# IP Math

Feb 20th, 2009

I create a subnet using a class C 192.168.1.0 /24. It goes

VLAN10 0-31 /27

VLAN20 32-63 /27

VLAN30 64-95 /27

VLAN40 96-159 /26

VLAN50 160-223 /26

When I place the addresses it to the interface VLAN40, ip address 192.168.1.97 255.255.255.192, I am getting this error, 192.168.1.64 overlaps with Vlan30.

I thought I subnet correctly but I hosed something up. Can some one explain my error?

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## Replies

Richard Burts Fri, 02/20/2009 - 12:43

Joshua

I think I see what you are doing, and it is an easy mistake to make. You started from the assumption (which is correct) that a /27 contains 32 addresses and that a /26 contains 64 addresses. So you started laying out /27 subnets every 32 addresses, and after 3 subnets you switched to /26 with 64 addresses. And you made all the subnets adjacent, which seems efficient.

This is a very logical approach but it has a flaw. Subnetting works on bit boundaries. The best way to understand where a subnet starts is to lay out the address in binary, lay out the mask in binary, where the mask in binary has zero put a zero into the address (if the address in that position had a 1 change it to 0). Then take the resulting address from binary back to decimal. This gives the real beginning of the subnet. So here is how it works:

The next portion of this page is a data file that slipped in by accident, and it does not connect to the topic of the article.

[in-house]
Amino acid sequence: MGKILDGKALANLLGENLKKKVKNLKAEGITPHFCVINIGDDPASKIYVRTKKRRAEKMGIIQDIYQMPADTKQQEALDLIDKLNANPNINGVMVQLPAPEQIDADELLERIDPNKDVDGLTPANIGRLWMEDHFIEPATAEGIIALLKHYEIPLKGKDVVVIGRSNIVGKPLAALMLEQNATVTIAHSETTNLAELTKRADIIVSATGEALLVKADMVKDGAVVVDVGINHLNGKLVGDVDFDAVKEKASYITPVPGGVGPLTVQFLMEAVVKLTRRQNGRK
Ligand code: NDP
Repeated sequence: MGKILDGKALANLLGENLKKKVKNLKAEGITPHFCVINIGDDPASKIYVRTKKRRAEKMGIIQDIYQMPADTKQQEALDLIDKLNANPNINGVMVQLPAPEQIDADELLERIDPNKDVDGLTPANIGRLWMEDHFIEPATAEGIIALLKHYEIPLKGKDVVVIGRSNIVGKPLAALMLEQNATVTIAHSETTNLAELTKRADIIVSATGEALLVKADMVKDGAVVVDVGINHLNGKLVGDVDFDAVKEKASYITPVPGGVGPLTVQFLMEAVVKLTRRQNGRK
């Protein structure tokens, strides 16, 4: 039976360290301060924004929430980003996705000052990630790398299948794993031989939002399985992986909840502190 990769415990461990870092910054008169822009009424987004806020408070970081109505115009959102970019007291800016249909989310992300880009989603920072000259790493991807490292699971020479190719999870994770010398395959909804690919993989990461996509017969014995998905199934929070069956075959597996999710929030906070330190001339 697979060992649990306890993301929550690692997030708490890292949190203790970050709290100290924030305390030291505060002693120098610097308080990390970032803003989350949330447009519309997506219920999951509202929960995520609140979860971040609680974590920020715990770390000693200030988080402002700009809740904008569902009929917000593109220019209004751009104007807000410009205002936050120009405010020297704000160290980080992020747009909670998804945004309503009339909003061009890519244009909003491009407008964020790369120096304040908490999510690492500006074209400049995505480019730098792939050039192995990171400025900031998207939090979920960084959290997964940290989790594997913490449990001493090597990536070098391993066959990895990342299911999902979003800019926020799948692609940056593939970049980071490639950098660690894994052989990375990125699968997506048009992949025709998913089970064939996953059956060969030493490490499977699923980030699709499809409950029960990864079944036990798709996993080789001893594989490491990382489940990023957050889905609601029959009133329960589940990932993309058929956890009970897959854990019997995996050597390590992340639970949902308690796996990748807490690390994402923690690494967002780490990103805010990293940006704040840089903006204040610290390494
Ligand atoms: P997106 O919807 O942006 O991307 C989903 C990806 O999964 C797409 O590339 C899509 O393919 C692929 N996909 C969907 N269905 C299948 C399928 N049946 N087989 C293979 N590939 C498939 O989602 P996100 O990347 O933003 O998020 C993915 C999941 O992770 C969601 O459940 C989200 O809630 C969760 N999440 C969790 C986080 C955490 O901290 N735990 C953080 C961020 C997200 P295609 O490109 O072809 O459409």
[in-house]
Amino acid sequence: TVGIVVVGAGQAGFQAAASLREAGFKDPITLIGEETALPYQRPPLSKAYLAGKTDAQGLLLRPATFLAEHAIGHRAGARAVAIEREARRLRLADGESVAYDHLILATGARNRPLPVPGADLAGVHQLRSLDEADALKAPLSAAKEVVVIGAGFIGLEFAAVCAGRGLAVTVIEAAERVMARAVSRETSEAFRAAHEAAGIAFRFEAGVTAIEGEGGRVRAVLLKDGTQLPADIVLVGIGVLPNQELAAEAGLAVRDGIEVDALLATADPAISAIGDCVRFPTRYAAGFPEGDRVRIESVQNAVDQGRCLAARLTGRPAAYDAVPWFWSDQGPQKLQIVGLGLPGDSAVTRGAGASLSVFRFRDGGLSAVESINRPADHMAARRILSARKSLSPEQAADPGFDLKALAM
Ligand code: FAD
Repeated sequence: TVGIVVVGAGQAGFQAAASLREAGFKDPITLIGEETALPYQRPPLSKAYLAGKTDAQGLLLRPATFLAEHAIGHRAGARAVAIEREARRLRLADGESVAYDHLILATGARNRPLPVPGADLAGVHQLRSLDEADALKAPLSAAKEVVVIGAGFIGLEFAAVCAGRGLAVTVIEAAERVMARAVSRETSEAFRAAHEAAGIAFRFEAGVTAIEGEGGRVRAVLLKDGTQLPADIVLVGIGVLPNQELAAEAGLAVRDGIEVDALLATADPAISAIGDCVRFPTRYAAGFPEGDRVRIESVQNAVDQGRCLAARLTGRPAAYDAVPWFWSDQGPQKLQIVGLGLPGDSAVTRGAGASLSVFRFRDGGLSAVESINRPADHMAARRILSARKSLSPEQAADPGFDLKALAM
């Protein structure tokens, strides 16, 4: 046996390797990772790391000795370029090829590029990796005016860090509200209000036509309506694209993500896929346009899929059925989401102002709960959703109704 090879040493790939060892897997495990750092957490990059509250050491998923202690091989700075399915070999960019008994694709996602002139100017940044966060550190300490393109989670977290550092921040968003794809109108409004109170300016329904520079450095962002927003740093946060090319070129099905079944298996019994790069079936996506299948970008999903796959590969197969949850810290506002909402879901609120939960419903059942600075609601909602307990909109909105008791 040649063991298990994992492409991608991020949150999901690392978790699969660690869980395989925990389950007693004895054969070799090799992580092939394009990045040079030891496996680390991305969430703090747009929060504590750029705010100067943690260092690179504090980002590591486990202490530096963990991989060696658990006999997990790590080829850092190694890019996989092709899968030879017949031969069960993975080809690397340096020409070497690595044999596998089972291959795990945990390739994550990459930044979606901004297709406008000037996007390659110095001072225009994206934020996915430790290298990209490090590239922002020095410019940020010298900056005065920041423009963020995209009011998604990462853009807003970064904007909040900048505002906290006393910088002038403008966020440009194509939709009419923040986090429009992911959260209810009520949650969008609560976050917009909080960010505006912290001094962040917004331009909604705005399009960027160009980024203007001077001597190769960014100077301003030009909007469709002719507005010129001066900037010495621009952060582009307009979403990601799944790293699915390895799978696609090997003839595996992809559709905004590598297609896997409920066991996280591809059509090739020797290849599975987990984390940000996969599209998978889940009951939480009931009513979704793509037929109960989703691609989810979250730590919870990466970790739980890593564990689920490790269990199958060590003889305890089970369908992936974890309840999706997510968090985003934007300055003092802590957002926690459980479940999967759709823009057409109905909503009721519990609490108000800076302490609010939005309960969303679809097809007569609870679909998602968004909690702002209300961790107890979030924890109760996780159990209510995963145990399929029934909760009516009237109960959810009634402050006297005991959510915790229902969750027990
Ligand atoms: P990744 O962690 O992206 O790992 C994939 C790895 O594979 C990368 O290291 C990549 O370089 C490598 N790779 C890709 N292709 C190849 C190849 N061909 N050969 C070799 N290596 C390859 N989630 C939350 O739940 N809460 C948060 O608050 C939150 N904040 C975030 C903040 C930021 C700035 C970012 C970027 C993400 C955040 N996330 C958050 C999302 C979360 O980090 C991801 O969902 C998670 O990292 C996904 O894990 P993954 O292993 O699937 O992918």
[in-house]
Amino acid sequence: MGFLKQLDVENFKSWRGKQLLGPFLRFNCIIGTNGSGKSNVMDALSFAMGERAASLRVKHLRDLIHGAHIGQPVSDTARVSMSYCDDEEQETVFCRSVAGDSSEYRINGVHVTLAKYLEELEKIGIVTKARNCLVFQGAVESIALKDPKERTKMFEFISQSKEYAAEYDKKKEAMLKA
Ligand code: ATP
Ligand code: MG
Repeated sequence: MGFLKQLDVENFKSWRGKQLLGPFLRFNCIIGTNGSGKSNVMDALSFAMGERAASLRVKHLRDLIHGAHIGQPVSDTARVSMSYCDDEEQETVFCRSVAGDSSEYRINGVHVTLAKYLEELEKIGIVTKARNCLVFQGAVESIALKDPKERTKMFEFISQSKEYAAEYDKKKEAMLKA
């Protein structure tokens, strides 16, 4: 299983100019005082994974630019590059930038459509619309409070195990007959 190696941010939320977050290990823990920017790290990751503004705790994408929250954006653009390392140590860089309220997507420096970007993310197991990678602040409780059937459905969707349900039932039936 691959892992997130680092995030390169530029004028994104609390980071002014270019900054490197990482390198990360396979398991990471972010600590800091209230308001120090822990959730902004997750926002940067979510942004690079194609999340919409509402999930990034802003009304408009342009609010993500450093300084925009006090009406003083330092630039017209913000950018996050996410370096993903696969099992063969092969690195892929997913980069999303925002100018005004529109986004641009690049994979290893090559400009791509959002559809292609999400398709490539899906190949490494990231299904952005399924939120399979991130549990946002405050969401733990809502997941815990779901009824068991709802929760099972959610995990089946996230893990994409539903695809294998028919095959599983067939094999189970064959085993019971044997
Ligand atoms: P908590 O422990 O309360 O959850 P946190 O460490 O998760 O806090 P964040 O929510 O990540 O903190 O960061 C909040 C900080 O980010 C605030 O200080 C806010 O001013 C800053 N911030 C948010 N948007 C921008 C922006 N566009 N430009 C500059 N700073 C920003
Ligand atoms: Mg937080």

01100000 is the 96 address in binary

11000000 is the /26 mask in binary

01000000 is the resulting address and in decimal that is 64. So your subnet for VLAN 40 does not really start at 96 but starts at 64 and so does overlap the VLAN 30.

As a note: if you had started your process by laying out the larger subnets and then going to the smaller subnets you would not have had this problem.

HTH

Rick

jmaurer1205 Fri, 02/20/2009 - 12:59

I see what you are saying. I must have has a brain fart.

Thank you.

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